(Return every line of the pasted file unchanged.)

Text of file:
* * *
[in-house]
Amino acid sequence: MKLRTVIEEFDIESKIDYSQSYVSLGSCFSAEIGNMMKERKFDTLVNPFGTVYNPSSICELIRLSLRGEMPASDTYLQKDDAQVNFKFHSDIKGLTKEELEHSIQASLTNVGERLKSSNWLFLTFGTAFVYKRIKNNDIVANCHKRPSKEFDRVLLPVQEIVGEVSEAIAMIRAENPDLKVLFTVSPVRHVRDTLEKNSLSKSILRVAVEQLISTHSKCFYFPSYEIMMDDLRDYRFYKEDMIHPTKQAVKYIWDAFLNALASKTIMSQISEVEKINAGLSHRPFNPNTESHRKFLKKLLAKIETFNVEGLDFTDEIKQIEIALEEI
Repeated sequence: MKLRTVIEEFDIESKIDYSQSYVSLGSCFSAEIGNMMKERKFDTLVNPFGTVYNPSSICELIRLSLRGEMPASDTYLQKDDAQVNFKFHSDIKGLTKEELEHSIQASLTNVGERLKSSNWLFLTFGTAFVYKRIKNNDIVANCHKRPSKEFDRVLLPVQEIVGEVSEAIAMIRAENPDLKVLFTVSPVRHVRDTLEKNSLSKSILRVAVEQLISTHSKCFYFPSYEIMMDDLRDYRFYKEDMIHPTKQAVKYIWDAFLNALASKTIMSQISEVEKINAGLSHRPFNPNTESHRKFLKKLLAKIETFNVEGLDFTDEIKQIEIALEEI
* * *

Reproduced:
[in-house]
Amino acid sequence: MKLRTVIEEFDIESKIDYSQSYVSLGSCFSAEIGNMMKERKFDTLVNPFGTVYNPSSICELIRLSLRGEMPASDTYLQKDDAQVNFKFHSDIKGLTKEELEHSIQASLTNVGERLKSSNWLFLTFGTAFVYKRIKNNDIVANCHKRPSKEFDRVLLPVQEIVGEVSEAIAMIRAENPDLKVLFTVSPVRHVRDTLEKNSLSKSILRVAVEQLISTHSKCFYFPSYEIMMDDLRDYRFYKEDMIHPTKQAVKYIWDAFLNALASKTIMSQISEVEKINAGLSHRPFNPNTESHRKFLKKLLAKIETFNVEGLDFTDEIKQIEIALEEI
Repeated sequence: MKLRTVIEEFDIESKIDYSQSYVSLGSCFSAEIGNMMKERKFDTLVNPFGTVYNPSSICELIRLSLRGEMPASDTYLQKDDAQVNFKFHSDIKGLTKEELEHSIQASLTNVGERLKSSNWLFLTFGTAFVYKRIKNNDIVANCHKRPSKEFDRVLLPVQEIVGEVSEAIAMIRAENPDLKVLFTVSPVRHVRDTLEKNSLSKSILRVAVEQLISTHSKCFYFPSYEIMMDDLRDYRFYKEDMIHPTKQAVKYIWDAFLNALASKTIMSQISEVEKINAGLSHRPFNPNTESHRKFLKKLLAKIETFNVEGLDFTDEIKQIEIALEEI